3. What is the composition of fixed assets? Is there an excess of vehicles, furniture & fixtures? Is too much money at stake in land & buildings? What is the extent of ‘fictitious’ assets like goodwill, etc? I generally like to rewrite the fixed assets schedule in my own way: Land & Buildings, Plant & Machinery, Furniture & Fixtures, Vehicles, etc, for a four- to five-year period side by side and see if it makes logical sense. Is there too much of any one asset or too little of any other?

4. Are there too many associates where the company does not own 100%? Often, there are companies with ‘associates’ that are part-owned by family members and these associates can be just vehicles to siphon money out of the company.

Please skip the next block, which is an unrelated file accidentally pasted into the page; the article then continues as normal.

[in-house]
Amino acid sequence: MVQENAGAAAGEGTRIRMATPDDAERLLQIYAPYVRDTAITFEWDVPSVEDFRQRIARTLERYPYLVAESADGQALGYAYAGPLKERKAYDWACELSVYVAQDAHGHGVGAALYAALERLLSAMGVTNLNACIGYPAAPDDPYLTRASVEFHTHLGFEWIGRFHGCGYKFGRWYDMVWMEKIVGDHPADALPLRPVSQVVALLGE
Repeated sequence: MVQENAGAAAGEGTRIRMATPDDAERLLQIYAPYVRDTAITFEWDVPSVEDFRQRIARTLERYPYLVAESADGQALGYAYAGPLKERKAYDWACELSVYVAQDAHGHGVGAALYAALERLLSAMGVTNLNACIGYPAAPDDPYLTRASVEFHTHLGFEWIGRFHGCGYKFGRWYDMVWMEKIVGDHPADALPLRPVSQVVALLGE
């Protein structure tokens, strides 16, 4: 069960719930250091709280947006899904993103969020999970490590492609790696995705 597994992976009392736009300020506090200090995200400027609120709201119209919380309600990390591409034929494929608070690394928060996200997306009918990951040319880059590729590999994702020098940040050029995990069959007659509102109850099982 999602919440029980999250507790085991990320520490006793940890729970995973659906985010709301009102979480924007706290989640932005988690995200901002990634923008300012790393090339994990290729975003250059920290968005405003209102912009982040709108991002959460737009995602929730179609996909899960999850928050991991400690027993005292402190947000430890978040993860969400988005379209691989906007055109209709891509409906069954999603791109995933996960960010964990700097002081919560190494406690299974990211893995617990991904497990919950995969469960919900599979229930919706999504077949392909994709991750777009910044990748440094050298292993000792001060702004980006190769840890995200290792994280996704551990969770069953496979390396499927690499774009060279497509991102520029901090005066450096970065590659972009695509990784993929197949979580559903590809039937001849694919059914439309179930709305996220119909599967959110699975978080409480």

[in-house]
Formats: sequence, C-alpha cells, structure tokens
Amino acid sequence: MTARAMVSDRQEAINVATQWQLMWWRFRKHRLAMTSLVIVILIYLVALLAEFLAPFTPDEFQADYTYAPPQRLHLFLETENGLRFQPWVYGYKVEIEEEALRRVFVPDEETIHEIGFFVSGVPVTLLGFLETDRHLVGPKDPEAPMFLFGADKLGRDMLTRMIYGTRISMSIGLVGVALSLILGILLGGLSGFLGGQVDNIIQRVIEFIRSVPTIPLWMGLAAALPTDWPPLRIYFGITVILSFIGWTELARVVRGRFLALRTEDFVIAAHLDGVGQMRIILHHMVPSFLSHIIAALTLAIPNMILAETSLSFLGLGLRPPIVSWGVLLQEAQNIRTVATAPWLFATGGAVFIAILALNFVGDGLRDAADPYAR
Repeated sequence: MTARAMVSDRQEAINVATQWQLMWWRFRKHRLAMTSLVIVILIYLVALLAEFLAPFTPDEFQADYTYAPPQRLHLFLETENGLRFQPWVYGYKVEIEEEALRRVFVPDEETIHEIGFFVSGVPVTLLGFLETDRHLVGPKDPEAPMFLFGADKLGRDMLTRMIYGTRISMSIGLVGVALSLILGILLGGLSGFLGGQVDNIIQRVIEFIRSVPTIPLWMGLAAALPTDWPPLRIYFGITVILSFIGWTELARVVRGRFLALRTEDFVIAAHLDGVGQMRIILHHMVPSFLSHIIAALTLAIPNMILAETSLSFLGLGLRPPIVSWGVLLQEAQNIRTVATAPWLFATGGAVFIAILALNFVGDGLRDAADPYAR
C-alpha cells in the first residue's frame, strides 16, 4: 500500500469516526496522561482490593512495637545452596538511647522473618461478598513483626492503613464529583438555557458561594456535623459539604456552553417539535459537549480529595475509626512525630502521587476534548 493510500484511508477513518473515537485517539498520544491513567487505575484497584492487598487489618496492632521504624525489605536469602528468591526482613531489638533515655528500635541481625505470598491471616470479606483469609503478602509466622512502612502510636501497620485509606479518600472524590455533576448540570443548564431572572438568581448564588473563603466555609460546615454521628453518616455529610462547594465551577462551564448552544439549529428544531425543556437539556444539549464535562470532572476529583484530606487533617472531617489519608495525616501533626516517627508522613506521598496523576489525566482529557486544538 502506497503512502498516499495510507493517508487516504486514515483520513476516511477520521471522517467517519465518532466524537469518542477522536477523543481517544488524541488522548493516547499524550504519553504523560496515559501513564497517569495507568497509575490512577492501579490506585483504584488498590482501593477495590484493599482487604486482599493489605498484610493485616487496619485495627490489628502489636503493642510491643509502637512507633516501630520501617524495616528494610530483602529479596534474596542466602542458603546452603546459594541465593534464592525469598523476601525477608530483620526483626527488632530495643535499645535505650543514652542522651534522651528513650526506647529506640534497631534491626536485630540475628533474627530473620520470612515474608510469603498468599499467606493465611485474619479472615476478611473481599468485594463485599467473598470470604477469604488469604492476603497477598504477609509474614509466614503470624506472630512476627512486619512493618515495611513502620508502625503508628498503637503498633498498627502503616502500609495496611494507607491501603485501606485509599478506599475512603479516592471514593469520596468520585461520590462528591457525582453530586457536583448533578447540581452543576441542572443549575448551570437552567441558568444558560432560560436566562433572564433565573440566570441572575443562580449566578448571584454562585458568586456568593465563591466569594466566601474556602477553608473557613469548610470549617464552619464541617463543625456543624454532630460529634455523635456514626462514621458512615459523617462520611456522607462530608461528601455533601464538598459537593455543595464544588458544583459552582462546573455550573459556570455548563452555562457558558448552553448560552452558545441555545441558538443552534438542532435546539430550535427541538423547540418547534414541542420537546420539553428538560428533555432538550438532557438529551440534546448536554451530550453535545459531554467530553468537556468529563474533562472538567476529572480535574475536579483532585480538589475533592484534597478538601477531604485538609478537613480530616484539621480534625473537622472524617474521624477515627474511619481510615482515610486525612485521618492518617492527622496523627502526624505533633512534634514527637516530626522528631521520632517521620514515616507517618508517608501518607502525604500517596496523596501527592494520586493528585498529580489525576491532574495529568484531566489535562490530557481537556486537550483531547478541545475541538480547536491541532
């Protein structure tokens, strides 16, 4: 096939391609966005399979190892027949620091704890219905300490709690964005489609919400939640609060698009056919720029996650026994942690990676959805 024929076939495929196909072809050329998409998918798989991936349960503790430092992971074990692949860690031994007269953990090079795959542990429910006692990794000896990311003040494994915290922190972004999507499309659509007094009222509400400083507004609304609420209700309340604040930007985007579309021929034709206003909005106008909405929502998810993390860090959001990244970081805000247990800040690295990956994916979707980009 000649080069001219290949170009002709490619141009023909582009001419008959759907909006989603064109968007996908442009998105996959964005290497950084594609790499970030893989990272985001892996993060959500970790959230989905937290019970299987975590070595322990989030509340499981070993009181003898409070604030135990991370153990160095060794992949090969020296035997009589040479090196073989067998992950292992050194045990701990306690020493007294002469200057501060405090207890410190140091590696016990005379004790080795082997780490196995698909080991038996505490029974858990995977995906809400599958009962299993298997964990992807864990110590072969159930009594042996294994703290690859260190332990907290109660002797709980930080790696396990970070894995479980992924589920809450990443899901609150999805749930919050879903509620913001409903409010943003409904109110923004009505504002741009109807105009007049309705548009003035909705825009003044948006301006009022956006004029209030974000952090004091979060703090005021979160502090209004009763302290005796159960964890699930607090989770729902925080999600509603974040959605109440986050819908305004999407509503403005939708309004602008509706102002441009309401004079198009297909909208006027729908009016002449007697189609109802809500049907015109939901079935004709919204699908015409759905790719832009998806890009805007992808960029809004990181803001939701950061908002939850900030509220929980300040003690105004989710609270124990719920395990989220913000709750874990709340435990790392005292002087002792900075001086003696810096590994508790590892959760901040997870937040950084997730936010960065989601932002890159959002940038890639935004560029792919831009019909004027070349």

5. Is the increase in gross working capital lower than the top-line growth? If the company has to extend more credit, or carry more inventory than proportionate to growth in sales, it is not a healthy state.

6. Is the RoE (return on equity) consistent? And does it more than cover the cost of borrowing?

7. Does the company pay tax? Is the tax rate logically correct? If tax paid is too low, I would rather pass up the opportunity.

8. Is the sales number something that is readily visible? Or is it something of an opinion, like in a contracting company? If a company sells cars or bikes, one can figure out the sales. However, when sales numbers are ‘estimates’, we get into slippery territory. I generally dislike contracting companies because of this. Sales numbers and cash numbers do not align themselves to analysis. I would rather be safe than sorry.